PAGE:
Patients who are substance dependent

The patient who abuses alcohol or other substances presents significant problems to the practitioner as well as to society. These problems are found in many countries worldwide. Substance abuse–related disorders are common and cause significant social, psychological, and health problems among users and those around them. The substance-abusing patient is more likely to suffer from a variety of oral problems and to present unique challenges that will call on skills and sensitivities that are not typically required of the dental team in the practice of general dentistry.

The focus of this chapter is to discuss ways in which the general dentist and dental team can recognize alcohol and substance abuse in patients, how they can contribute to addiction management support in those patients, and how they can plan and safely carry out the treatment needed to rehabilitate and maintain the oral health of the patient who is actively using, as well as those who are in recovery.

Challenges to the dentist

The dental practitioner will face many frustrations in the management of the patient who abuses alcohol or other substances. Both the active and the recovering user typically bring many fears and some measure of guilt to the dental setting. The recovering user may fear uncontrolled pain or exhibit an underlying anxiety of relapse into substance abuse. The individual may be concerned that he or she will be differently treated and that the dentist will be judgmental about the addiction, as well as about the individual patient’s appearance, oral condition, and/or lack of home care. The active substance user may contrive elaborate fabrications to explain his or her neglected oral health or chronic lateness or missed dental appointments. Such a patient will often deny responsibility for his or her poor oral health and may exhibit argumentative behavior, have difficulty sitting still, and need frequent “bathroom breaks” (behavior exhibited as a cover for drug use during the dental appointment).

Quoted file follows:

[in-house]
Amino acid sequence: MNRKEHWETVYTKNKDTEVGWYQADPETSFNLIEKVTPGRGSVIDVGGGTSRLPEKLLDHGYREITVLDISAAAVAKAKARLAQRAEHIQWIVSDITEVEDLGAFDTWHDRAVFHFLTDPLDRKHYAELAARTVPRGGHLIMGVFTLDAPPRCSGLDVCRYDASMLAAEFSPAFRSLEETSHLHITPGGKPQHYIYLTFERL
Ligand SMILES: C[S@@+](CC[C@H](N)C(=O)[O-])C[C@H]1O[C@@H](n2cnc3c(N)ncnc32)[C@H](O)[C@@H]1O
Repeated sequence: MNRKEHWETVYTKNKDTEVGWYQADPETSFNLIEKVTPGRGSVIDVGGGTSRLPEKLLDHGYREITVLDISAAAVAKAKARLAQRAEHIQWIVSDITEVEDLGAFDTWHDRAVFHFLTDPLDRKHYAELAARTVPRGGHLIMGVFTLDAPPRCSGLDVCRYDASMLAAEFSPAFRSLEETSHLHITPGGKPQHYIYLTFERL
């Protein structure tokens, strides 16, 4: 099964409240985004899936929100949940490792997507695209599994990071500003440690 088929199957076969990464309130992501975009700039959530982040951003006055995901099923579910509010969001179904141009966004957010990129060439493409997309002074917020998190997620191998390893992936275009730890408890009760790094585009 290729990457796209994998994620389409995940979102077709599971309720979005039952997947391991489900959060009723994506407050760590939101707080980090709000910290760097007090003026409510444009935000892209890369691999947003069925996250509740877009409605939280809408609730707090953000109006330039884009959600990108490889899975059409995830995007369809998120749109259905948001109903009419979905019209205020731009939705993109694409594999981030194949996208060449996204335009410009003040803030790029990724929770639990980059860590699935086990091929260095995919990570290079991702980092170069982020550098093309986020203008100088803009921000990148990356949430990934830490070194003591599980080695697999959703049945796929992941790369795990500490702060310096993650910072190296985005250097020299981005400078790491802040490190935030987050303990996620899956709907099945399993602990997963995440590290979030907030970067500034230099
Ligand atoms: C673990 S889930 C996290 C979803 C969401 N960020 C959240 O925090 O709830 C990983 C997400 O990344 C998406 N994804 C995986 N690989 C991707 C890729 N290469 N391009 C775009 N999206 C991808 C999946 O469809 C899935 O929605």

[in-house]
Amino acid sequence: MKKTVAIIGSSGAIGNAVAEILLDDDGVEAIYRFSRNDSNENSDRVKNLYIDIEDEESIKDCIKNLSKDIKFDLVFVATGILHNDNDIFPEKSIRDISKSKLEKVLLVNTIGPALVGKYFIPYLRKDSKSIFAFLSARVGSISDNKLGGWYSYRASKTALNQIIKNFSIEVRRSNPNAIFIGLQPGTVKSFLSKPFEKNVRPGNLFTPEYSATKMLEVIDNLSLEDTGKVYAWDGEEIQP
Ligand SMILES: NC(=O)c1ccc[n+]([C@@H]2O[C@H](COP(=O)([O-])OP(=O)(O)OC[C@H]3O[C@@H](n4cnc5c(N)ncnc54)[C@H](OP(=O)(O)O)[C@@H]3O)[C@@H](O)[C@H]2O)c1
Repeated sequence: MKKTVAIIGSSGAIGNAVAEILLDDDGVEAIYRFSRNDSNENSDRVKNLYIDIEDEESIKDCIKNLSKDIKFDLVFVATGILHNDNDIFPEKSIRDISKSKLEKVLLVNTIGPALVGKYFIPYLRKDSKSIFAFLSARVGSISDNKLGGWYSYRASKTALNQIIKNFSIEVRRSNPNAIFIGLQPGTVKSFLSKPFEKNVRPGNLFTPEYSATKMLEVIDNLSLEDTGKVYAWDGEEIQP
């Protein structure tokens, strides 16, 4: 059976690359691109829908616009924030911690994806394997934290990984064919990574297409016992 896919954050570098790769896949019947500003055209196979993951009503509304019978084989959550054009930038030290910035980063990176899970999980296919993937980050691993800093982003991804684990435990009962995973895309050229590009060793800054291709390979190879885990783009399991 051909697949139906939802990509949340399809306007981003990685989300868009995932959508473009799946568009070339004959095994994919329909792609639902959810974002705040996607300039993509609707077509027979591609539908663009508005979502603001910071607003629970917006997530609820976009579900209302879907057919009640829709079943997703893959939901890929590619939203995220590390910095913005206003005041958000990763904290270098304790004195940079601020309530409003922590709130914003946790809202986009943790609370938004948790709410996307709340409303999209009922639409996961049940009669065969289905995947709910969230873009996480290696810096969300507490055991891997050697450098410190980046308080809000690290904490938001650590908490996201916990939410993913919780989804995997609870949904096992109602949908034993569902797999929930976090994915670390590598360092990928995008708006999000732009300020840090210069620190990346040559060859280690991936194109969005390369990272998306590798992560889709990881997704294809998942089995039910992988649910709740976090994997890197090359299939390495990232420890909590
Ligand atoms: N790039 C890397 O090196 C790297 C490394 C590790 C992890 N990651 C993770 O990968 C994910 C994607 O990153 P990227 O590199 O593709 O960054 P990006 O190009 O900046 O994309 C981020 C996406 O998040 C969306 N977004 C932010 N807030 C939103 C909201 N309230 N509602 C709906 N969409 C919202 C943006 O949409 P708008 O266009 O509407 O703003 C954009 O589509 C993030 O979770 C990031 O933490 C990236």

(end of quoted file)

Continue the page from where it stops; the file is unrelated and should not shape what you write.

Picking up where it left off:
Recognition of patient substance abuse

Early identification of substance abuse is important to reduce patient morbidity and, in some cases, mortality. Dentists may see these patients before any other healthcare professionals and thus have an excellent opportunity to assist them in recognizing and confronting a substance abuse problem—but this is no easy task. In such a situation, the dentist can provide substance abuse prevention information, or direct the patient to a substance abuse assessment and treatment center or substance abuse professional. The dental team can also screen for potential liver disease, prolonged bleeding, delayed wound healing, or other systemic conditions potentially harmful to these patients. Dentists can inform patients about tobacco cessation programs and other preventive measures to help reduce the risk of developing oral cancer. These are important opportunities, but they are also a challenge, particularly in the context of a busy dental practice.